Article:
Wednesday, 28 September 2016

Starting school well

Image result for images of children learningWelcome back to the new academic year! It feels wonderful to be back, Bradbury has such a special feeling about it that just makes you happy to be here!

It has been a smooth start and it seems as though everyone has settled in well. It is now Week Six and I see a few tired faces around as the reality of the school day routine really gets established. Ensuring that your child is getting enough sleep is one of the most important things that you can do as a parent to support their learning. It means that they are alert; able to process new information and take on board new concepts and ideas more easily. If they don't get enough sleep, children can have difficulty in focusing their attention to specific tasks, can be irritable, have difficulty managing their emotions and become easily frustrated.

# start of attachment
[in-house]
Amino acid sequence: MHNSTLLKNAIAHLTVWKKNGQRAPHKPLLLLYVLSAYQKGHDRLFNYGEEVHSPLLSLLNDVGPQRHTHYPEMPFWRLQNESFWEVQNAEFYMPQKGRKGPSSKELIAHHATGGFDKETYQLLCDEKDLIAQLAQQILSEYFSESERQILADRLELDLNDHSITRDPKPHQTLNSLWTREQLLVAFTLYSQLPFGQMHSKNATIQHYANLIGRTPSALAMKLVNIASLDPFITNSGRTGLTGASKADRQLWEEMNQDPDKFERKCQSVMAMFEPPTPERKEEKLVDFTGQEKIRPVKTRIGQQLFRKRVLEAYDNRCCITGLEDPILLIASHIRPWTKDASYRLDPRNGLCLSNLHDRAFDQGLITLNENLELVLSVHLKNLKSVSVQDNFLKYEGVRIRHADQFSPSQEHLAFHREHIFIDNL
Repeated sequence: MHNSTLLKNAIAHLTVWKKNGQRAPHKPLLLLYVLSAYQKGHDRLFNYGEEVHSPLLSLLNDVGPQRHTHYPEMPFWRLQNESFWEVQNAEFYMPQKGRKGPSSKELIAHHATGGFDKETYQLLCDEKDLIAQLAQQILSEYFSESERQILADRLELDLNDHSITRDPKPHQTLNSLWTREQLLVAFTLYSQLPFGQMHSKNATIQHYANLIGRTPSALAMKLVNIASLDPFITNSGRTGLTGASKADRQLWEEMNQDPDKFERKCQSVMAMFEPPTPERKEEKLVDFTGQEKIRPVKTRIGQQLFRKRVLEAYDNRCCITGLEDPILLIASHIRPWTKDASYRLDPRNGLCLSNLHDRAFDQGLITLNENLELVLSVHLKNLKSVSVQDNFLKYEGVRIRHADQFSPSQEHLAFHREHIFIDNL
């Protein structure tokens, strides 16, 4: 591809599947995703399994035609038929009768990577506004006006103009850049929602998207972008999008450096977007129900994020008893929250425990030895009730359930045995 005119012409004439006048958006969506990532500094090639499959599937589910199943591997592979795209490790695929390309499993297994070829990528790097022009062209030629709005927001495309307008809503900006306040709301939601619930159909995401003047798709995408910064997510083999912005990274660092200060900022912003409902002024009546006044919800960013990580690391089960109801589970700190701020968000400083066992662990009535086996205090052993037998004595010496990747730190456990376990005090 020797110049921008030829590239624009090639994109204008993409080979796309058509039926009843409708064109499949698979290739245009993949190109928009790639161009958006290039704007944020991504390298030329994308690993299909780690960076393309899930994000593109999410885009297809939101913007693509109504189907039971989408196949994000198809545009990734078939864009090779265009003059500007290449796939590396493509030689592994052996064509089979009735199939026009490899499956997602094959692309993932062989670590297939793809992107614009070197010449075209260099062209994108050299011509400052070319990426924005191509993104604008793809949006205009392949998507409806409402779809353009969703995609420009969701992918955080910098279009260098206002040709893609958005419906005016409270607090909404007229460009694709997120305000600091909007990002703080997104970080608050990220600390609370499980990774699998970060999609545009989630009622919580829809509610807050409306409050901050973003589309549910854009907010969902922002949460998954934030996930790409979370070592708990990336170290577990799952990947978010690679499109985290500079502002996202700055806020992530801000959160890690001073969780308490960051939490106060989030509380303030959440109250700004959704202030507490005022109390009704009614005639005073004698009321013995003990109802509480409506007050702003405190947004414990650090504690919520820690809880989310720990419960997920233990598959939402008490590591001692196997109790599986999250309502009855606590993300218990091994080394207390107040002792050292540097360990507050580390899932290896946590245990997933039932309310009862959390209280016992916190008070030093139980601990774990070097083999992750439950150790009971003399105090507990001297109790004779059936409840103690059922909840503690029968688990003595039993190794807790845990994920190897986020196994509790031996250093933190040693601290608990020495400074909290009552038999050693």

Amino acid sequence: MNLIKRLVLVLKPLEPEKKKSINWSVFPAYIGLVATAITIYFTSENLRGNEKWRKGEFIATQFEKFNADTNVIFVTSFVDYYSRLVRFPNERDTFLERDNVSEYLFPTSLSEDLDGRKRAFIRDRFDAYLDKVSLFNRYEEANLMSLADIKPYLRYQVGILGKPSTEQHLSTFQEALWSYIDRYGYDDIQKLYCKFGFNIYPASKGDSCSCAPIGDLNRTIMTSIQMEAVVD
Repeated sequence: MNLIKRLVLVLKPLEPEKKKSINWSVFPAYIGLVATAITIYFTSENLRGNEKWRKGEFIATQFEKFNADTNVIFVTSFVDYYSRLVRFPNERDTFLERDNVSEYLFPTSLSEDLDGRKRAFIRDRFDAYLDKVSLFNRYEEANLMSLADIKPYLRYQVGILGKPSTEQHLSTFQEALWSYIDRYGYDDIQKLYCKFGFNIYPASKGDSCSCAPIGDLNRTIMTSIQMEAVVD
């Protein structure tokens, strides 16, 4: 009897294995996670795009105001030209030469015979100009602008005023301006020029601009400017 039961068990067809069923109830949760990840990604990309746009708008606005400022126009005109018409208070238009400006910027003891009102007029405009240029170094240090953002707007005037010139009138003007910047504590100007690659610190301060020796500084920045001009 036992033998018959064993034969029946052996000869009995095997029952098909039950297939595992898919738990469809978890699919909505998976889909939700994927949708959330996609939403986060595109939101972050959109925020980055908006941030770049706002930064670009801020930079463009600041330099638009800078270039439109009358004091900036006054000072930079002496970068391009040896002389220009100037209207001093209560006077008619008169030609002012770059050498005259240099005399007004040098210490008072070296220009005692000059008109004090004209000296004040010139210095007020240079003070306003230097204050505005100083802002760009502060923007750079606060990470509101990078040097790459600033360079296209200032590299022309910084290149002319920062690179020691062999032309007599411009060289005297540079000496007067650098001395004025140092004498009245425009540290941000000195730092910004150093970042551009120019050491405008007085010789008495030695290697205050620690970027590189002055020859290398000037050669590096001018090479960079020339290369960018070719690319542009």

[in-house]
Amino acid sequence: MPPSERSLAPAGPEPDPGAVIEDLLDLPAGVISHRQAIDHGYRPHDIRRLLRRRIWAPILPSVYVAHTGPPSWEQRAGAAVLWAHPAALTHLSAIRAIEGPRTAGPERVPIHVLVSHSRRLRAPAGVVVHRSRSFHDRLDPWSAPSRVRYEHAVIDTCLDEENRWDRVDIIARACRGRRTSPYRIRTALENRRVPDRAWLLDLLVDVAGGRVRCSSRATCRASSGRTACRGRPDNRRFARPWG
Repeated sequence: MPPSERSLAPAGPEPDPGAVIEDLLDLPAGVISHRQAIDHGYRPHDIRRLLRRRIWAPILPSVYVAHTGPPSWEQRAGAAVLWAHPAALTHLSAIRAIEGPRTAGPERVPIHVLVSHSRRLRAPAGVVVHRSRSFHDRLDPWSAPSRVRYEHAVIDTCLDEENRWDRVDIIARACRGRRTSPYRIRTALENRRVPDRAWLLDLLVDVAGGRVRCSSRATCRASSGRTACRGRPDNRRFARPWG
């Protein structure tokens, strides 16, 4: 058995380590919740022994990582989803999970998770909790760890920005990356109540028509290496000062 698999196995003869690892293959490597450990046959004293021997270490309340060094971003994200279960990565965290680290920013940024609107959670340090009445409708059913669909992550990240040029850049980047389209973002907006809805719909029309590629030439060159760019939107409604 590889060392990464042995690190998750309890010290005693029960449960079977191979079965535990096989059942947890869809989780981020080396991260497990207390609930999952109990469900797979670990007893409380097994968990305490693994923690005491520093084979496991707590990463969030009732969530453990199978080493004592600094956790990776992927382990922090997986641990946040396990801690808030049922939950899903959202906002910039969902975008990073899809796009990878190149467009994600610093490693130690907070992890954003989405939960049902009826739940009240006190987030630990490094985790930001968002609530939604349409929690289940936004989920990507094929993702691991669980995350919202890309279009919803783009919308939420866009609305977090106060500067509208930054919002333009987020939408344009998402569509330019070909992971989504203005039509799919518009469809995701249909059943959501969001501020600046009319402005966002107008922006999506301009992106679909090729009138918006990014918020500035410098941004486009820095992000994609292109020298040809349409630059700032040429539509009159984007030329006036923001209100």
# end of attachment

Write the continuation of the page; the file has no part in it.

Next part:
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What is enough sleep? It has been suggested that children aged 3-6 years old need 10-12 hours sleep per day. This means that children of this age will go to sleep typically between 7 and 9 pm and wake around 6-8 am. Children aged between 7-12 years need around 10-11 hours per day. At this age, because of social, school and family activities,  bedtimes do gradually get later and later, with most 12 year old children going to bed around 9 pm.

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We really notice the difference between children who are well rested and those that are not. We know that little bodies need repair, time to rest and time to heal. This is what happens when we sleep. So brains, heart and muscles are better equipped to cope with the rigors of school when they are well rested. The brain stores memories from the day so that they can be recalled later. This is a key part of learning. We can see that children who are well rested are better at paying attention to their learning, can recall facts quicker and are generally more alert and emotionally resilient than those who do not.